Journal of Industrial Ecology

How to generate Postscript output for submissions


A postscript file (or encapsulated postscript file, .eps) may be created for output (e.g., charts or graphics) of software applications such as WordPerfect, Microsoft Excel, Microsoft Word, or PowerPoint, even if the application does not have an explicit feature for doing this (i.e., it does not have a command labeled "export as postscript" or "output as postscript"). These instructions are general; particular systems may vary slightly.

The main idea is to tell Windows to print the document using Postscript, and then to send the printer output to a file on disk rather a real (physical) printer. To do this, a printer definition file, or printer driver, must be installed that tells Windows how to print in Postscript. The document is then printed using that printer driver, and the output is sent to a file.

First, determine if there is a Postscript printer driver installed on your computer (again, not necessarily a real printer attached, just the definition that tells Windows about the printer). Many laser printers (especially high-end ones) are Postscript; very few ink-jets are; and no dot matrix printer are (that we know of). If you already have a Postscript print driver with the definition 'on file', go straight to step 2. Check this by opening your application, going to 'File', choosing 'Print' and looking under 'Printer Name'. If you already have a Postscript printer driver installed but it is not defined as 'on file', go to step 1b to change its definition. If you do not have a Postscript driver installed, or if you are unsure, add a new driver following the steps in 1a.

1a. Installing a Postscript printer driver

In Windows 3.1, open the 'Main' folder, and double click 'Print Manager'. Choose 'Options/Printer Setup' from the pull-down menu. Click on the 'Add>>' box. A list of printers will appear. Choose a Postscript printer from the list (it doesn't matter which, since you're not actually printing-- the 'Apple Laser Writer' printer definition, for example, is fine). When you have highlighted a printer, click 'Install'. At this point, you will need the Windows 3.1 Installation disks-- follow the screen directions (e.g., put disk #6 in the A: drive). When installation of the printer driver is complete, follow the directions in 1b below to connect it to FILE instead of a printer port.

For Windows 95, click on the 'Start' button, then 'Settings', then 'Printers'. Double click on the icon 'add printer'. The installation wizard will start up. Tell it you want a local printer, then choose a printer from the list. It doesn't matter which one, as long as it is a Postscript printer (you're not going to be really printing to it, just making a file-- the 'Apple LaserWriter II NTX' for example, will work fine). After selecting a Postscript printer, click 'Next'. Now click the FILE: line (instead of LTP1), and 'Next'. You may want to change the name of the printer to something like "Postscript File" to remind yourself. Tell Windows NOT to make this the default printer. Click 'Next' again to go on. Do NOT print a test page; click 'finish'. Close the printer window and go to step 2.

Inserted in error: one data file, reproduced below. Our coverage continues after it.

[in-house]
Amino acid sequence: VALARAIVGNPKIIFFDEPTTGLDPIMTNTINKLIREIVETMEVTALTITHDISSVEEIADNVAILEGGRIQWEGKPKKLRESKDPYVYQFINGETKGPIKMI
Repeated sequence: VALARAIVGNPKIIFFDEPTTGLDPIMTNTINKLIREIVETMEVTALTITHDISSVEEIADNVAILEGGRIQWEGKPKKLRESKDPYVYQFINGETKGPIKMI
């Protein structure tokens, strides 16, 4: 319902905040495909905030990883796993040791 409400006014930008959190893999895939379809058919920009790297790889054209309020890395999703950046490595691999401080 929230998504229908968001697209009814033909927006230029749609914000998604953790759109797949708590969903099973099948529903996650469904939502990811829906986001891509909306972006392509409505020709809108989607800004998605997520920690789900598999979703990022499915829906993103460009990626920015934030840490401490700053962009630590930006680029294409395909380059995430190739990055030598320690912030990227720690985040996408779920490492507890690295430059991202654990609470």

1b. Reset the output to file.

Once there is a Postscript printer driver installed, then temporarily redirect the output to a file.

In Windows 3.1, go to the 'Main' program group and run the 'Control Panel'. Then double click on the 'Printers' icon. Click once on your Postscript printer. Now click on the 'Connect' button. In the 'Ports' section, notice the current setting (so you can change it back later) then change it to 'FILE'. Now click OK and close all the windows. After printing your file (step 2 below), you'll want to go through this again and change the port setting back.

In Windows 95, click on 'Start' then 'Settings' then 'Printers'. Now click once on the Postscript printer. Choose 'File/Properties' to open the properties window. Click on the 'details' tab. At the setting for 'Print to the following port', note the current setting (so you can change it back) and change it to 'FILE'. Click OK and close all the windows. After printing the file (step 2 below), repeat these steps to change the port setting back.

If you will be printing to a file frequently, and don't want to change the port setting every time, you can install a second copy of your printer driver that is always set to the FILE port. Just follow the instructions above and add a second copy of your printer set to the FILE port.
 

2. Print document to file.

Now you can use your application (Excel, WordPerfect, or anything else) to print the document as a Postscript file on disk. Open the document and print it using the 'File/Print' menu. Do NOT use the printer icon on the taskbar! This shortcut will print to the regular printer. After choosing 'File/Print', a print window will open. Choose a Postscript printer with "on FILE" in its description. Click OK or Print, depending on the particular program's window. Enter an appropriate file name for the output (it might be best to put a ".eps" extension on it) and you should have a Postscript file of your document.

If you temporarily changed the port setting on your real printer in step 1b above, change it back to your regular printer following the same directions.

Send the file with your manuscript to the Journal of Industrial Ecology!
 
 

We welcome corrections and suggestions to clarify these instructions, however, we are unable to provide technical assistance.
 
 
 

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Yale School of Forestry and Environmental Studies
Revised June 26, 2009.
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